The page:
Capture What's Real
Two of my closest friends are newly engaged, and watching their Pinterest boards grow and to-do lists get checked off brings me back to my own season of planning. Designing a wedding is a tricky endeavor, whether or not you have the help of a fantastic wedding planner. But, even for a not-so-creative person, the age of social media has given us an endless slew of options to choose from. When Ross and I planned our wedding, two of our biggest priorities were wedding photography and videography. Thankfully, we found phenomenal vendors for both. I treasure our wedding photos because they capture an emotion that I couldn't possibly describe with words. They are a joy to look through because I see the faces of those I love the most reflected through our photographers' work.
However, I'll always remember a conversation that I had with one of our photographers during our engagement photoshoot. She talked about how so many brides often want to replicate pictures they see online. In fact, some go so far as to provide a list of "wedding photo ideas" that they want to recreate on their big day. If you go on any wedding website, it's not uncommon to find a similar list or planning tool to help you do the same.
How ironic, that on the most important day of our lives, we want to make sure that our moments fit the mold of someone else.
A few days ago, I was giving my teacher a correction after her Pure Barre class because her music was overpowering her voice. As I talked with her, we discussed the importance of not just finding your own style, but having a firm understanding of your voice. This is a lesson that far exceeds group fitness classes or performing; it deals with our constant tendency to imitate others, even in the most personal moments.
It's so easy to put out content that fits a set of social standards. We Instagram our best outfits and fake laugh until we convince ourselves that it was real. No one takes photos of a Friday night spent at home with leftovers and their dog. In fact, if we have nothing good to show the world, we dig up a "throwback" to remind people of how great our lives "typically" are. I'm not criticizing. I fall into the same boat, but I do believe that our hesitancy to show anything less than a manicured photo makes all of us a bit insecure.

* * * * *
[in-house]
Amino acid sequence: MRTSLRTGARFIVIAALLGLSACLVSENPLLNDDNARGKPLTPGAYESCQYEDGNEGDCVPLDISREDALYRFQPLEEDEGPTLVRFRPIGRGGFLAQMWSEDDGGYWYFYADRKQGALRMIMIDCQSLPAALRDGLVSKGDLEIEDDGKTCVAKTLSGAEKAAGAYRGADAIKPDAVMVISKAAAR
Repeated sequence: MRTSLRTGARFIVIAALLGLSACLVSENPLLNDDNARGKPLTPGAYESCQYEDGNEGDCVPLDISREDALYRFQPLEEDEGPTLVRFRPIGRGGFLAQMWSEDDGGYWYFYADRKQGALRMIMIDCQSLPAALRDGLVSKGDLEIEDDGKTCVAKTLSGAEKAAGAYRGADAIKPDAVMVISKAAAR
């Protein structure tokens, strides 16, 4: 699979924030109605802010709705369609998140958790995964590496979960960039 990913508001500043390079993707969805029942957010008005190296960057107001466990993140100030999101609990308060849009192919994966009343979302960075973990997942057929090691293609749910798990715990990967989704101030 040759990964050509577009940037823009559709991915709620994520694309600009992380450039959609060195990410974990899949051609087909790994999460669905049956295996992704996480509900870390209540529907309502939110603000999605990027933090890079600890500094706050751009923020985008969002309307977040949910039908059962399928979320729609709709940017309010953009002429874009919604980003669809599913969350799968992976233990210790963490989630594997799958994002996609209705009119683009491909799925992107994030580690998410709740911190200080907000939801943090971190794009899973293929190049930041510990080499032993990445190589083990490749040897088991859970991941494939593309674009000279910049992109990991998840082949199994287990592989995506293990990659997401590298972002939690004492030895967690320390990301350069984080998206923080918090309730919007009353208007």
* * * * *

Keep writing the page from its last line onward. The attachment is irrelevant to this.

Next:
You don't have to be famous to have a brand. Your brand, your voice, is the content that you display on a daily basis. It's the way you tell and retell your stories. Do you keep them honest, or do you add in details for the extra laugh? Are you comfortable with telling the truth how it really happened, with giving your friends the real answer to the "how are you" question, or are you painting pictures that are edited just enough to remove the gritty details? If we can't learn to be authentic in the little moments, we are in danger of becoming the type of person who wants to copy other peoples' photos on our wedding day.
When I look back at my wedding photos, I don't want to see posed images of my family and friends, who have been neatly arranged into a camera-friendly formation. I want to see my arms flung around my best friend after she caught the bouquet. I want to see countless people filming my new husband as he sang onstage, and my friend's parents dancing the night away after one-too-many Moscow mules. I want to feel the emotion that I felt right before I walked down the aisle with my dad, and see my flower girl falling asleep in her father's arms after a long night of excitement. The photos from the best day of my life should capture what's real, not a contrived depiction of another Pinterest-worthy wedding.
In all aspects of life, make sure your voice is an echo of who you really are, not an imitation of someone you're trying to be.